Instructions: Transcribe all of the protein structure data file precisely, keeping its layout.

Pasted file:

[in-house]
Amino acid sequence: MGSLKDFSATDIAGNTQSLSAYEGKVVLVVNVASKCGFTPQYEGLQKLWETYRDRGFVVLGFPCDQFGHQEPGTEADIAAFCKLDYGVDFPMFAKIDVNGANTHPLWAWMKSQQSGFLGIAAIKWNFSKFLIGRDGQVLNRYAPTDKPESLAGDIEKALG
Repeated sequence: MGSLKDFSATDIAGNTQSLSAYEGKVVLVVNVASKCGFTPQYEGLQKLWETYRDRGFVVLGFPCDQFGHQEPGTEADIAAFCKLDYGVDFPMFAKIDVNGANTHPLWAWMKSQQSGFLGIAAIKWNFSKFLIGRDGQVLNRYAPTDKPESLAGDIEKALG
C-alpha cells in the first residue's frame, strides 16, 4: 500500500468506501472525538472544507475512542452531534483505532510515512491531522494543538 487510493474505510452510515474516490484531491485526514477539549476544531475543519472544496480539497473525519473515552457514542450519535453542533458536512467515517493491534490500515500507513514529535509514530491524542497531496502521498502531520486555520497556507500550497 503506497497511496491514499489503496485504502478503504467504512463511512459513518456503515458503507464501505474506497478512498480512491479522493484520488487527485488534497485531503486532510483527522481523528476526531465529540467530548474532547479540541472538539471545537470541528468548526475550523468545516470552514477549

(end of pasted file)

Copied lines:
[in-house]
Amino acid sequence: MGSLKDFSATDIAGNTQSLSAYEGKVVLVVNVASKCGFTPQYEGLQKLWETYRDRGFVVLGFPCDQFGHQEPGTEADIAAFCKLDYGVDFPMFAKIDVNGANTHPLWAWMKSQQSGFLGIAAIKWNFSKFLIGRDGQVLNRYAPTDKPESLAGDIEKALG
Repeated sequence: MGSLKDFSATDIAGNTQSLSAYEGKVVLVVNVASKCGFTPQYEGLQKLWETYRDRGFVVLGFPCDQFGHQEPGTEADIAAFCKLDYGVDFPMFAKIDVNGANTHPLWAWMKSQQSGFLGIAAIKWNFSKFLIGRDGQVLNRYAPTDKPESLAGDIEKALG
C-alpha cells in the first residue's frame, strides 16, 4: 500500500468506501472525538472544507475512542452531534483505532510515512491531522494543538 487510493474505510452510515474516490484531491485526514477539549476544531475543519472544496480539497473525519473515552457514542450519535453542533458536512467515517493491534490500515500507513514529535509514530491524542497531496502521498502531520486555520497556507500550497 503506497497511496491514499489503496485504502478503504467504512463511512459513518456503515458503507464501505474506497478512498480512491479522493484520488487527485488534497485531503486532510483527522481523528476526531465529540467530548474532547479540541472538539471545537470541528468548526475550523468545516470552514477549